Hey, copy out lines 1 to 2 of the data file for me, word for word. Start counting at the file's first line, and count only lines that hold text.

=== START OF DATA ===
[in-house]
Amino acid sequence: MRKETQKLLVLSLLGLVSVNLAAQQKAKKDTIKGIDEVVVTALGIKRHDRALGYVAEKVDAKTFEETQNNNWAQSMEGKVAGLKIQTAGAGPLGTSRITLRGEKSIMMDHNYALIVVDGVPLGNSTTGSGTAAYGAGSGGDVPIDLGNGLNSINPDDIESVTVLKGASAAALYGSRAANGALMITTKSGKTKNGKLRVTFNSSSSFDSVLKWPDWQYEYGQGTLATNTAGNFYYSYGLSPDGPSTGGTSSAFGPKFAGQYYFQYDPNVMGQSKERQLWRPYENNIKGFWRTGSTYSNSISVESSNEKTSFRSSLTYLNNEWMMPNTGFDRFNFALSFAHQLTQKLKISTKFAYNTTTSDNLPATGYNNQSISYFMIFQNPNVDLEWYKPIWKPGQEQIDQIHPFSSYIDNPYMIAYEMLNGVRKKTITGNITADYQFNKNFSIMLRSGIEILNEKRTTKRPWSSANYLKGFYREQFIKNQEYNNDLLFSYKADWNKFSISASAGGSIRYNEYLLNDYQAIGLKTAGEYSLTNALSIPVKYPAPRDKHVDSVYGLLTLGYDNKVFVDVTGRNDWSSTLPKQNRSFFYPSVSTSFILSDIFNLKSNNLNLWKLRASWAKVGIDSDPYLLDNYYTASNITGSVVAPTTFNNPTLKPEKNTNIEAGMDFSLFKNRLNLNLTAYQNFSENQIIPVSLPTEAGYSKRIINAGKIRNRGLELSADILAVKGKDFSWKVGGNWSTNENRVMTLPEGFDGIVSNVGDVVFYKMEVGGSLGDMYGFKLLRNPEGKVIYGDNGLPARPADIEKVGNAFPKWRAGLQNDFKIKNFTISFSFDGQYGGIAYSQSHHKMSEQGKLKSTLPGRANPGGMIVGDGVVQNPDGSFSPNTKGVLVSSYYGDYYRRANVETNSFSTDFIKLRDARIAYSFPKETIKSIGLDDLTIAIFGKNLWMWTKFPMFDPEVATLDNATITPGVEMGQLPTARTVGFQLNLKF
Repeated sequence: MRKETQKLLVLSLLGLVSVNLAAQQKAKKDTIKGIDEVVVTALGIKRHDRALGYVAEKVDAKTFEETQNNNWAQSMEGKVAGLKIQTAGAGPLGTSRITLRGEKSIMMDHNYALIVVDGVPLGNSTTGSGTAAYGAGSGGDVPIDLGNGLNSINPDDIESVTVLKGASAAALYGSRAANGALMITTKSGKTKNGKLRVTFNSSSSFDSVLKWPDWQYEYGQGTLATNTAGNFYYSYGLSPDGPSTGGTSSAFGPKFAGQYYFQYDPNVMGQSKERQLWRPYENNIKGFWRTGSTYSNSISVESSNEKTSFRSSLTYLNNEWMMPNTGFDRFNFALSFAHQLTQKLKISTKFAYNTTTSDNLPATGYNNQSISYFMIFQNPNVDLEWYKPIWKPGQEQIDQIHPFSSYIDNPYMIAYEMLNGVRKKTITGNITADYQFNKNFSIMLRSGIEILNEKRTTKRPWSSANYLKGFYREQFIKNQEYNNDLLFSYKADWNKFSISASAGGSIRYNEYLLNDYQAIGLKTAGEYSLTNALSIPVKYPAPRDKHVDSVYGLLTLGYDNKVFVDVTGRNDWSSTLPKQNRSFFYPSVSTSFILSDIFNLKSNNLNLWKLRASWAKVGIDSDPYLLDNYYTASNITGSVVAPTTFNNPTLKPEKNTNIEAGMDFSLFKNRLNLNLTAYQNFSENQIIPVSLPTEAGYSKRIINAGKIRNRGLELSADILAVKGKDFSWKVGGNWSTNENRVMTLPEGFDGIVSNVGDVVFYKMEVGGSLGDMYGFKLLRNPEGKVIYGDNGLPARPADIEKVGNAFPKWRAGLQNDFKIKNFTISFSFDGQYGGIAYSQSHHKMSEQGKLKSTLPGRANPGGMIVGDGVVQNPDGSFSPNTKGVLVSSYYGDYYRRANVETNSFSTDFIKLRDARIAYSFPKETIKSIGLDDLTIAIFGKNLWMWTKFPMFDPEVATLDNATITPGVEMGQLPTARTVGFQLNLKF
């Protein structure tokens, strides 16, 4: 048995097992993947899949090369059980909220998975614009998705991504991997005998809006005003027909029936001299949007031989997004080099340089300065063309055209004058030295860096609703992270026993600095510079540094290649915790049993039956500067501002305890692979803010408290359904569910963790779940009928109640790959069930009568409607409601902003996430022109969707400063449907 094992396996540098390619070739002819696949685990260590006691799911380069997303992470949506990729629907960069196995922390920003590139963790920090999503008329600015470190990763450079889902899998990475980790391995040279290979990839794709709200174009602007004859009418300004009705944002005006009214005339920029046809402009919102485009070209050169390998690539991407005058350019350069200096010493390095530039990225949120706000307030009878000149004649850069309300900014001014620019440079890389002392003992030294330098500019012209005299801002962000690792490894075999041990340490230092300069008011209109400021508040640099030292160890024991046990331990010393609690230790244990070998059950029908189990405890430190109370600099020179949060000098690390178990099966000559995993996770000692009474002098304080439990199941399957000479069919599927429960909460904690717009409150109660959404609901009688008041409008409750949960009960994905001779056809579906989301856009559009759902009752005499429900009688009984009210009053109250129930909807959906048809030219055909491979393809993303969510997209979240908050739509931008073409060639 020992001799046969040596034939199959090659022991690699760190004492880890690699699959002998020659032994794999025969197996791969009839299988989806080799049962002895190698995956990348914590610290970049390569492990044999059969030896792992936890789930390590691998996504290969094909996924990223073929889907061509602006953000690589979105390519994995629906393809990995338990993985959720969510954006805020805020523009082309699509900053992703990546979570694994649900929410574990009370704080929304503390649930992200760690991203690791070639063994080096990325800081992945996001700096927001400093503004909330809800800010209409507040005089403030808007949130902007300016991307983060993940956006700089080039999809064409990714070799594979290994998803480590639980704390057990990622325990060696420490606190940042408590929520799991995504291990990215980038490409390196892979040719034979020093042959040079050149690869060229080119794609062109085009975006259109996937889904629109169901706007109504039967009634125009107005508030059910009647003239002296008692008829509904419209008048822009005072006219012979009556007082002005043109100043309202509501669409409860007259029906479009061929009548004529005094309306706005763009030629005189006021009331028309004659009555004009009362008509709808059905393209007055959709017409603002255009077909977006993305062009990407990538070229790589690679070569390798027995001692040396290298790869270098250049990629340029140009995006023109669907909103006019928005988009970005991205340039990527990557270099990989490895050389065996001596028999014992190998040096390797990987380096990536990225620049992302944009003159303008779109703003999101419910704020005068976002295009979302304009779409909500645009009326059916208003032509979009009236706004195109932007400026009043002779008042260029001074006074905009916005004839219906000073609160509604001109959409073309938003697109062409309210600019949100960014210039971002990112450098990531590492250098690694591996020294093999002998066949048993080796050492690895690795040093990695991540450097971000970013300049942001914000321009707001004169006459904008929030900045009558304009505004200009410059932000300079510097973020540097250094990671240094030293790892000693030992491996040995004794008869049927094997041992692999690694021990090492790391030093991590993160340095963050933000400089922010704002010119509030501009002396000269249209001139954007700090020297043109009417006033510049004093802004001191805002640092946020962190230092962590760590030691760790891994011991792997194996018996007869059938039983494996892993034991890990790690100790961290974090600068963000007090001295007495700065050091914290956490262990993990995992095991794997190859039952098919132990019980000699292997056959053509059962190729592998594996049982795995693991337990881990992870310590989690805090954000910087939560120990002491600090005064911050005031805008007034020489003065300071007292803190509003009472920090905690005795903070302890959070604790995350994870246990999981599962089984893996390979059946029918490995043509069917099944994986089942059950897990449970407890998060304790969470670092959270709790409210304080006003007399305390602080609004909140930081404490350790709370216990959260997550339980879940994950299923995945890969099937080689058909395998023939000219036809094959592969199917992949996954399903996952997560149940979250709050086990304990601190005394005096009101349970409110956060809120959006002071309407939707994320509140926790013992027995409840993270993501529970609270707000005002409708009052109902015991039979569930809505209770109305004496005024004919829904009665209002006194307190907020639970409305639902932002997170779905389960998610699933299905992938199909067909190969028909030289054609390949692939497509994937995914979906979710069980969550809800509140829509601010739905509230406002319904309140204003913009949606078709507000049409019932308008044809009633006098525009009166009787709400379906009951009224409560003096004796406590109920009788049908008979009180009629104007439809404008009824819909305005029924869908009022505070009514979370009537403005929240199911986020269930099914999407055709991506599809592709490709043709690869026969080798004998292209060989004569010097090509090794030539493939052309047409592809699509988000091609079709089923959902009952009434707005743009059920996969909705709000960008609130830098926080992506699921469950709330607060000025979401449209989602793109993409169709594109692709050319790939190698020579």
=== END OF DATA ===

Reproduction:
[in-house]
Amino acid sequence: MRKETQKLLVLSLLGLVSVNLAAQQKAKKDTIKGIDEVVVTALGIKRHDRALGYVAEKVDAKTFEETQNNNWAQSMEGKVAGLKIQTAGAGPLGTSRITLRGEKSIMMDHNYALIVVDGVPLGNSTTGSGTAAYGAGSGGDVPIDLGNGLNSINPDDIESVTVLKGASAAALYGSRAANGALMITTKSGKTKNGKLRVTFNSSSSFDSVLKWPDWQYEYGQGTLATNTAGNFYYSYGLSPDGPSTGGTSSAFGPKFAGQYYFQYDPNVMGQSKERQLWRPYENNIKGFWRTGSTYSNSISVESSNEKTSFRSSLTYLNNEWMMPNTGFDRFNFALSFAHQLTQKLKISTKFAYNTTTSDNLPATGYNNQSISYFMIFQNPNVDLEWYKPIWKPGQEQIDQIHPFSSYIDNPYMIAYEMLNGVRKKTITGNITADYQFNKNFSIMLRSGIEILNEKRTTKRPWSSANYLKGFYREQFIKNQEYNNDLLFSYKADWNKFSISASAGGSIRYNEYLLNDYQAIGLKTAGEYSLTNALSIPVKYPAPRDKHVDSVYGLLTLGYDNKVFVDVTGRNDWSSTLPKQNRSFFYPSVSTSFILSDIFNLKSNNLNLWKLRASWAKVGIDSDPYLLDNYYTASNITGSVVAPTTFNNPTLKPEKNTNIEAGMDFSLFKNRLNLNLTAYQNFSENQIIPVSLPTEAGYSKRIINAGKIRNRGLELSADILAVKGKDFSWKVGGNWSTNENRVMTLPEGFDGIVSNVGDVVFYKMEVGGSLGDMYGFKLLRNPEGKVIYGDNGLPARPADIEKVGNAFPKWRAGLQNDFKIKNFTISFSFDGQYGGIAYSQSHHKMSEQGKLKSTLPGRANPGGMIVGDGVVQNPDGSFSPNTKGVLVSSYYGDYYRRANVETNSFSTDFIKLRDARIAYSFPKETIKSIGLDDLTIAIFGKNLWMWTKFPMFDPEVATLDNATITPGVEMGQLPTARTVGFQLNLKF